Talks with Tim is a weekly Q&A by Tim Grobaty, who has been a columnist in Long Beach for nearly 50 years. If you’d like to suggest an interesting or influential person in Long Beach for this (unconventional) interview, reach him at [email protected].

Heather Kern is the executive director of the Belmont Shore Business Association.

Tim Grobaty: Go ahead and take a free punch. Ask yourself any question.

Heather Kern: What podcasts are my favorites? “99% Invisible” is my favorite podcast. It’s by Roman Mars who talks about design in everyday things that go unnoticed. It’s so fascinating with so much history. I also listen to “Small Town Dicks,” hosted by Yeardley Smith, who does the voice of Lisa on “The Simpsons.” They talk to police officers from Anywhere, USA about cases that have to do with a lot of different crimes. I like the true crime genre, but I don’t like murder. This show deals with con men, thieves and other criminals without violence.

Q: You don’t have much of a drive to get to work. When do you find time to listen to podcasts?

A: I listen at night when I’m in bed. It helps me focus and ignore all the chatter in my head. I usually fall asleep and have to listen later to catch the end. I also listen on road trips.

Q: What’s it like playing a key role in an area like Belmont Shore?

A: I’m having a good time. It’s fun to put together events and to have the ability to get things done. If there’s an issue, say, that requires Public Works, it’s nice that I can call them up and things get done about it. And I get to plan the best event in the city, the Belmont Shore Christmas Parade.

Q: Do you know a lot about the history of the Shore?

A: Well, I grew up here, so at least I can recall my own experiences. I worked at the Shore House. I spent a lot of time at Horny Corner and going to Grandma’s Sugar Plum and Alan’s Shoes. I’d go to Marinoff’s at Christmas and they had the whole store decorated. They charged $1 to go in—at least for us kids. I absolutely loved Teachers’ Supply, it was just packed with cool stuff, not just school supplies.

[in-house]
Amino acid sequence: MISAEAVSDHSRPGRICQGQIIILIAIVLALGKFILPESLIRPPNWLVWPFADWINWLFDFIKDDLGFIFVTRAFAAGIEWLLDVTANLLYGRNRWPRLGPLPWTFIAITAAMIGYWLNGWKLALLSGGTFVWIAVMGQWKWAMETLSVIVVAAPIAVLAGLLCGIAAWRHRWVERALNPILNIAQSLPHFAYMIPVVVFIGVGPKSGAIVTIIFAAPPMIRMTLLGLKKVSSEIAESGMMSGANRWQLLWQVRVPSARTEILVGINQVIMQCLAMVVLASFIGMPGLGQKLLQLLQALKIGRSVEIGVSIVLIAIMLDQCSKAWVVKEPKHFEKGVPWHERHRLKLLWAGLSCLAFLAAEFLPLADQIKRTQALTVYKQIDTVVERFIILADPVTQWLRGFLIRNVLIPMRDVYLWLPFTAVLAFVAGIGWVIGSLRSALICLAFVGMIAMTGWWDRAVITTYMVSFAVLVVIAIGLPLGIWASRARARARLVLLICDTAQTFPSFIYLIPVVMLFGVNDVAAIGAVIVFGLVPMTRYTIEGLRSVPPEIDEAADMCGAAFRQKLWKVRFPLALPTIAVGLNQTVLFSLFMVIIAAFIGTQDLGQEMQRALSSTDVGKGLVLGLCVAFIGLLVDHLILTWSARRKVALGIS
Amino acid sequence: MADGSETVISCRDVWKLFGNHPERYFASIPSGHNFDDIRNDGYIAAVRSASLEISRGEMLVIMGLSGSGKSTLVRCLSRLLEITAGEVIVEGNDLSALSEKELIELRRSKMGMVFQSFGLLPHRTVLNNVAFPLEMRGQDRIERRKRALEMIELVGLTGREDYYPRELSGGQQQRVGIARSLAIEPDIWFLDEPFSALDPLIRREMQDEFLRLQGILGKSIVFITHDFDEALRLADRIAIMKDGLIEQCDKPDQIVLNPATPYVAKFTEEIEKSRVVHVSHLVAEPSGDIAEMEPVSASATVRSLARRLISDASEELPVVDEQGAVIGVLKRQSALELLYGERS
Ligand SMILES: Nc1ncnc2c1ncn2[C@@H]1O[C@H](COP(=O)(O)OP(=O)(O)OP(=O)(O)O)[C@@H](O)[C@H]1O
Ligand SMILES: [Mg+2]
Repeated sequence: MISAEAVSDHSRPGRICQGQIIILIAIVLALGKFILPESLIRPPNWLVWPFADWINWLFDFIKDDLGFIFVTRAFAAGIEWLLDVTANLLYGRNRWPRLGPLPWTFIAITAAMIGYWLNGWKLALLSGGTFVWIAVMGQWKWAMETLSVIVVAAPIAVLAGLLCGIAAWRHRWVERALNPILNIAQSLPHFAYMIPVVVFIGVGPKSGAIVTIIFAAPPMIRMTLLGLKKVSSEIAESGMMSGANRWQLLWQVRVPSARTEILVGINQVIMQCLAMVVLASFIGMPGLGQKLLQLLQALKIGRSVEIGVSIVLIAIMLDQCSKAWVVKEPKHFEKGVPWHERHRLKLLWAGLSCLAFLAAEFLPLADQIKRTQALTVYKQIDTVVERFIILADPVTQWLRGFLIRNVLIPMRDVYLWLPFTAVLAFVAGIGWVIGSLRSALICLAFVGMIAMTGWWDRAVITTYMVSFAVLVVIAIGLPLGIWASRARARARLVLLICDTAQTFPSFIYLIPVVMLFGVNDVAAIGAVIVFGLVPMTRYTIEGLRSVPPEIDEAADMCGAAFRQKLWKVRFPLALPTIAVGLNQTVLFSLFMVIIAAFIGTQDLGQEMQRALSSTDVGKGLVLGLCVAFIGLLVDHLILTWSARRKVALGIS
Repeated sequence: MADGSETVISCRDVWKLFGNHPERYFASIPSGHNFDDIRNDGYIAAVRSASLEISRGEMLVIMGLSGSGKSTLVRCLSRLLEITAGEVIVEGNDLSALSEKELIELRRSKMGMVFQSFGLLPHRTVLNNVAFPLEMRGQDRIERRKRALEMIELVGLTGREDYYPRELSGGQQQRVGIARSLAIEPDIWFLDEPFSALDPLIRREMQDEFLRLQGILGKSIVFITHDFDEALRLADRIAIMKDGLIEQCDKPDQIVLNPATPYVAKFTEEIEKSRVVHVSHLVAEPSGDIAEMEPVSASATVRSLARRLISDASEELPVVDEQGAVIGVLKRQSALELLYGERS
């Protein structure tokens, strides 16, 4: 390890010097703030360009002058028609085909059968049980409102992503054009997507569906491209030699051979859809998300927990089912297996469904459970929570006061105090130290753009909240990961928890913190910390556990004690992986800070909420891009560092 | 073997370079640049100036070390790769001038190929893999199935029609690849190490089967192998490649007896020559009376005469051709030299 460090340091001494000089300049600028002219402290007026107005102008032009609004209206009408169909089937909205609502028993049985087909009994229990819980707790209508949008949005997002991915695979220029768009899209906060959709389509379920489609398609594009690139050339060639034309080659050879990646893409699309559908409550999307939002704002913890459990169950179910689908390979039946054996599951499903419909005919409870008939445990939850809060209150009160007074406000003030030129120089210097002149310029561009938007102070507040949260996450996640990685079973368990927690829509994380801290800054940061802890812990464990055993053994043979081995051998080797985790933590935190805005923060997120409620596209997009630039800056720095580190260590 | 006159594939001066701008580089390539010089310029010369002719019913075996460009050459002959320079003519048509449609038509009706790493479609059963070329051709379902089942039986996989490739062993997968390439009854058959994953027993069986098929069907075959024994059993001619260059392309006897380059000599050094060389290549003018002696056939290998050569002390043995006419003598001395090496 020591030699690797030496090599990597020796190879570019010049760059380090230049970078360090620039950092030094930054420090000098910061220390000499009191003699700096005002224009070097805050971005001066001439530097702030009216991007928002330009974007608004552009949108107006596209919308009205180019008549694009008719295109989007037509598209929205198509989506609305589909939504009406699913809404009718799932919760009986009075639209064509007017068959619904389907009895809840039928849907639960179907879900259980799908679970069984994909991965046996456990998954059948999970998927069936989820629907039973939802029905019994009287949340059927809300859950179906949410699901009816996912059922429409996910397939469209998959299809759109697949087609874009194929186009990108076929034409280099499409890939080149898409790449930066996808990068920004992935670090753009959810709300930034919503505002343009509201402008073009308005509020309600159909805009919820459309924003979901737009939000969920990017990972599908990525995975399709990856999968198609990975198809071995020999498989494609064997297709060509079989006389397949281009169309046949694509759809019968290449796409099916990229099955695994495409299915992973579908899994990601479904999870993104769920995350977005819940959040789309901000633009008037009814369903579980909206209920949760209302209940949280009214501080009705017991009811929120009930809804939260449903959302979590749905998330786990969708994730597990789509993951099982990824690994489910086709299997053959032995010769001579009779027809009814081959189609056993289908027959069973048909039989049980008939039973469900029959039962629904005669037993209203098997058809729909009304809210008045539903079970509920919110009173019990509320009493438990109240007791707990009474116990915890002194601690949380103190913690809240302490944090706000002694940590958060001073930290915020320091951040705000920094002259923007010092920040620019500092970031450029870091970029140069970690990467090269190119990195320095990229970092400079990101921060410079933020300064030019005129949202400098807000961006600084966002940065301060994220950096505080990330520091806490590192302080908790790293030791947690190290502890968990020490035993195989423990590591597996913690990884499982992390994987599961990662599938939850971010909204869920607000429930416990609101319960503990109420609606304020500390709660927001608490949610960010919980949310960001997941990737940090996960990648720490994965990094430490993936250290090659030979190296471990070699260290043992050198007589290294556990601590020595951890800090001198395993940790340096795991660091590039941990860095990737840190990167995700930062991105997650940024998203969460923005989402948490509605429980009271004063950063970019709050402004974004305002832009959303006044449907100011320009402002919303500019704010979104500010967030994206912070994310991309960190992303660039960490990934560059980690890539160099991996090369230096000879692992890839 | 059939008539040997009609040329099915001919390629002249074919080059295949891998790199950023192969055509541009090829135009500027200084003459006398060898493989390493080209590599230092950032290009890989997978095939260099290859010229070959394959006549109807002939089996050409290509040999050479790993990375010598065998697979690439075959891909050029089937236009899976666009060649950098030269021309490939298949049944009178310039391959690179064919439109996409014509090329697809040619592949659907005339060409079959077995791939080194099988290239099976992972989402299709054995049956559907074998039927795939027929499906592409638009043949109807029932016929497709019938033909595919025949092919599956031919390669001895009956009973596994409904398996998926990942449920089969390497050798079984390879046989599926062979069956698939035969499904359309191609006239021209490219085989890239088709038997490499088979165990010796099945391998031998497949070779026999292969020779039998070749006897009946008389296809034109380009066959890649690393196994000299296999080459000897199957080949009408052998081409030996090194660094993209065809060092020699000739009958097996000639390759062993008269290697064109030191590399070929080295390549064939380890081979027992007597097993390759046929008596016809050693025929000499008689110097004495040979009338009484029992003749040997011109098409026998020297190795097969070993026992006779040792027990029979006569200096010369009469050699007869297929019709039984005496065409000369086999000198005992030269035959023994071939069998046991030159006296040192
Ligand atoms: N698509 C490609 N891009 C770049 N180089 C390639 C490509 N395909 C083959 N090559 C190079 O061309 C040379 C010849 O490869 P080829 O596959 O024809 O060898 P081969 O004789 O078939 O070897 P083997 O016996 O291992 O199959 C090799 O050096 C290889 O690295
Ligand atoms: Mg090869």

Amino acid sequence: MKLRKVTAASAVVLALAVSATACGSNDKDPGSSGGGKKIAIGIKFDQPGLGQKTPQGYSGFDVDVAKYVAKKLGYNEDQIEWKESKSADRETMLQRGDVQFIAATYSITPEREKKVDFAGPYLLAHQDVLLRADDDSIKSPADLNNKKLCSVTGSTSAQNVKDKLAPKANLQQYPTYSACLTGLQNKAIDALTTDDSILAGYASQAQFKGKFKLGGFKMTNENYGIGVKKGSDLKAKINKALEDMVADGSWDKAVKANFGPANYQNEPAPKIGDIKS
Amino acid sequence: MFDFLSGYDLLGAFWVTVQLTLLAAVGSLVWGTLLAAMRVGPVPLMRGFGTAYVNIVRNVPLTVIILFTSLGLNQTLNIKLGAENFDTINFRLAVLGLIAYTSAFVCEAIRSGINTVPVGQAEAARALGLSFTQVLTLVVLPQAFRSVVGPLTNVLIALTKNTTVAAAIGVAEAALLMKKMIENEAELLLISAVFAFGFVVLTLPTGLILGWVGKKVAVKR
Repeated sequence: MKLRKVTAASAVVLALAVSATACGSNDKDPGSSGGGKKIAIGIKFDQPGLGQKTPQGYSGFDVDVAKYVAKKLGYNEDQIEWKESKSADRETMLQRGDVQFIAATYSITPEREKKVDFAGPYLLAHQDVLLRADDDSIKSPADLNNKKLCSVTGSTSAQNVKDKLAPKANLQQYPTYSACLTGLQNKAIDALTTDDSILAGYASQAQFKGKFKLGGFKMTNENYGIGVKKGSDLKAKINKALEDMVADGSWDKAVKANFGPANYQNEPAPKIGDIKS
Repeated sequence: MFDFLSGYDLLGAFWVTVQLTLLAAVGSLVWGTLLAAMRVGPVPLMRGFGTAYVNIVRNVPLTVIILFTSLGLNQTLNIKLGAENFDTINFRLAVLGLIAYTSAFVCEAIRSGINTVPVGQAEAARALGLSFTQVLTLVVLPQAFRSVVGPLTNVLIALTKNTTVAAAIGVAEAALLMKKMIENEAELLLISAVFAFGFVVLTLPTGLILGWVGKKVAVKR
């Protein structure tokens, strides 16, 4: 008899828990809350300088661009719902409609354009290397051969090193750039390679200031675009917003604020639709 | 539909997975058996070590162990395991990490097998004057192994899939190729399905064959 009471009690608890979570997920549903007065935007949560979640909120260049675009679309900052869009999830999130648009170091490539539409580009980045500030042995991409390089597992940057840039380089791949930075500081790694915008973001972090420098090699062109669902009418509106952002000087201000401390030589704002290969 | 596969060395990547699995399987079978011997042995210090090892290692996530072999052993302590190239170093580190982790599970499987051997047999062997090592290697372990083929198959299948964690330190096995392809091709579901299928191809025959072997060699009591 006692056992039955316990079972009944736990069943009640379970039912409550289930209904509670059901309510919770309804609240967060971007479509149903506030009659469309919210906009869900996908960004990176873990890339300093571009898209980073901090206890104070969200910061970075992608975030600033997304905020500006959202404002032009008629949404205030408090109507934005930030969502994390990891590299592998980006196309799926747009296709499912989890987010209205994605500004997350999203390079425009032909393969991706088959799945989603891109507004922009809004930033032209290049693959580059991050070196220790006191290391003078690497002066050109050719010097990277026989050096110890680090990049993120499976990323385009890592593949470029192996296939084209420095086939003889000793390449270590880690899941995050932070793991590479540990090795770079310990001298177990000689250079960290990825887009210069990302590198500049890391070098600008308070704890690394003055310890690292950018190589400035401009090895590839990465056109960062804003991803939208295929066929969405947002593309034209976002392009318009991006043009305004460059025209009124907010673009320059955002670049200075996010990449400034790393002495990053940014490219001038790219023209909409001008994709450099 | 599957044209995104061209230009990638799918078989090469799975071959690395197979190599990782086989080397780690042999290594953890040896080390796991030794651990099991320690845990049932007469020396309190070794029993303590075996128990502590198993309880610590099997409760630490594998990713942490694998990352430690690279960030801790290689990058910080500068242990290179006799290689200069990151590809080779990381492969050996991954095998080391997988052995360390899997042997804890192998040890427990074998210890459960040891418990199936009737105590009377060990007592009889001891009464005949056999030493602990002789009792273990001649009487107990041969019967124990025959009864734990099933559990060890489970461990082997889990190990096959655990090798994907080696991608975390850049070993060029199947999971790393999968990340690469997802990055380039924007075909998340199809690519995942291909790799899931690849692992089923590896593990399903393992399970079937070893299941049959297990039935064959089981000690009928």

Q: Were you born in Belmont Shore?

A: No, we moved here when I was 6—We had moved around quite a bit all over California: Berkeley, Big Bear, Tustin. We moved to Bluff Park and I remember playing ditch-’em at night; I can’t imagine doing that now.

Q: What’s missing from Second Street? What would you like to see here?

A: I think it’s sad that we don’t have a bookstore or a record store here. There used to be more retail in general; it’s just the way the world has moved and shifted. I used to love it when Fingerprints was here. And in junior high there was McCain’s Records. I think every Main Street should have a bookstore and a music store. And we could use a bodega.

Q: Places come and go over the years. What are some of the longest-running establishments on Second Street?

A: McCarty’s Jewelry has been here since 1932. Billings Paint & Hardware has been on Second since 1951. Domenico’s started in 1954 and they call themselves Long Beach’s oldest continuing restaurant.

Q: What’s on your Spotify playlist?

A: I still prefer Pandora. I don’t want to think about what I want to hear. I like Pandora’s curated playlist. I listen to a lot of jazz. I listen to KJazz [KKJZ, 88.1 FM]  a lot. I was on a road trip recently and I thought about how lucky we are to have KJazz in Long Beach. It’s hard to find jazz in a lot of parts of the country.

Q: Blair Cohn is your counterpart in Bixby Knolls. Do you two talk much?

A: We talk, but there are a lot of differences between what he’s done on Atlantic and what I can do on Second Street.  I can work on the improvement parts here, freshening up the neighborhood. It needs a fresh coat of paint, it needs more plants, more brightening up.. I wish I had more of what Blair has; we don’t have an EXPO, or an alley that we can activate like he does. I’m hoping we can get some love from Long Beach Walls [formerly POW! WOW!]. There are a lot of blank walls along Second: Stereoscope, Nick the Greek, the old Grunion Gazette, Starbucks … There are plenty of places to paint murals here.

Q: Do you walk Second Street regularly as part of your job?

A: Yes. Nothing structured but I go out several times a week, just making a general inspection, checking in with businesses, removing flyers on poles, checking the trash cans, seeing if a new business is open yet.

Q: Yeah, how’s South of Nick’s coming?

A: It’s coming, but it’s going to take a while.

Melissa Evans is the executive editor of the Long Beach Post. Reach her at [email protected], @melissaevansLBP or 562-437-5814.